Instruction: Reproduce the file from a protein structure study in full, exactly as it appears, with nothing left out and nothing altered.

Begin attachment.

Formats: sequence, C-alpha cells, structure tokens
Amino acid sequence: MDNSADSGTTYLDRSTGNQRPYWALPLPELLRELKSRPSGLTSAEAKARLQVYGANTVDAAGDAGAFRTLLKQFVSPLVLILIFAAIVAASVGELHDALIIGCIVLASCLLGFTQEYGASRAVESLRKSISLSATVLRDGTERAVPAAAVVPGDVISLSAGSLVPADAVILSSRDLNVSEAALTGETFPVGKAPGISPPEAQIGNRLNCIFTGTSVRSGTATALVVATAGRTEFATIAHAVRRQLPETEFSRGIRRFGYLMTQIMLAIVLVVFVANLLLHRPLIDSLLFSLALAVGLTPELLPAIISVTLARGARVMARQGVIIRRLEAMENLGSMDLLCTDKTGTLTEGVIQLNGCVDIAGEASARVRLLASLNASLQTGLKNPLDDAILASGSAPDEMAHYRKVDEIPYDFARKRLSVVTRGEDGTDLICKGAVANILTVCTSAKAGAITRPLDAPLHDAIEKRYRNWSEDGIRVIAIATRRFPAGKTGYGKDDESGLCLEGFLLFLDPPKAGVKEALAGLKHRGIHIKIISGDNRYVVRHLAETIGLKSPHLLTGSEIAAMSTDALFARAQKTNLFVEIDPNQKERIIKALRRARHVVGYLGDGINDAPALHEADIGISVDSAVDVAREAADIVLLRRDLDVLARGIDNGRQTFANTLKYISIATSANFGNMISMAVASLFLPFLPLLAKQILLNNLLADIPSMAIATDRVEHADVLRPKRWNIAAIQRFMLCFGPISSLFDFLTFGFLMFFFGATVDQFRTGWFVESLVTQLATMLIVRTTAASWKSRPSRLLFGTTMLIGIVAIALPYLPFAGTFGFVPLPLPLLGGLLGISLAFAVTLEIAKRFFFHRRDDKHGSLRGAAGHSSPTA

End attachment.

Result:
Formats: sequence, C-alpha cells, structure tokens
Amino acid sequence: MDNSADSGTTYLDRSTGNQRPYWALPLPELLRELKSRPSGLTSAEAKARLQVYGANTVDAAGDAGAFRTLLKQFVSPLVLILIFAAIVAASVGELHDALIIGCIVLASCLLGFTQEYGASRAVESLRKSISLSATVLRDGTERAVPAAAVVPGDVISLSAGSLVPADAVILSSRDLNVSEAALTGETFPVGKAPGISPPEAQIGNRLNCIFTGTSVRSGTATALVVATAGRTEFATIAHAVRRQLPETEFSRGIRRFGYLMTQIMLAIVLVVFVANLLLHRPLIDSLLFSLALAVGLTPELLPAIISVTLARGARVMARQGVIIRRLEAMENLGSMDLLCTDKTGTLTEGVIQLNGCVDIAGEASARVRLLASLNASLQTGLKNPLDDAILASGSAPDEMAHYRKVDEIPYDFARKRLSVVTRGEDGTDLICKGAVANILTVCTSAKAGAITRPLDAPLHDAIEKRYRNWSEDGIRVIAIATRRFPAGKTGYGKDDESGLCLEGFLLFLDPPKAGVKEALAGLKHRGIHIKIISGDNRYVVRHLAETIGLKSPHLLTGSEIAAMSTDALFARAQKTNLFVEIDPNQKERIIKALRRARHVVGYLGDGINDAPALHEADIGISVDSAVDVAREAADIVLLRRDLDVLARGIDNGRQTFANTLKYISIATSANFGNMISMAVASLFLPFLPLLAKQILLNNLLADIPSMAIATDRVEHADVLRPKRWNIAAIQRFMLCFGPISSLFDFLTFGFLMFFFGATVDQFRTGWFVESLVTQLATMLIVRTTAASWKSRPSRLLFGTTMLIGIVAIALPYLPFAGTFGFVPLPLPLLGGLLGISLAFAVTLEIAKRFFFHRRDDKHGSLRGAAGHSSPTA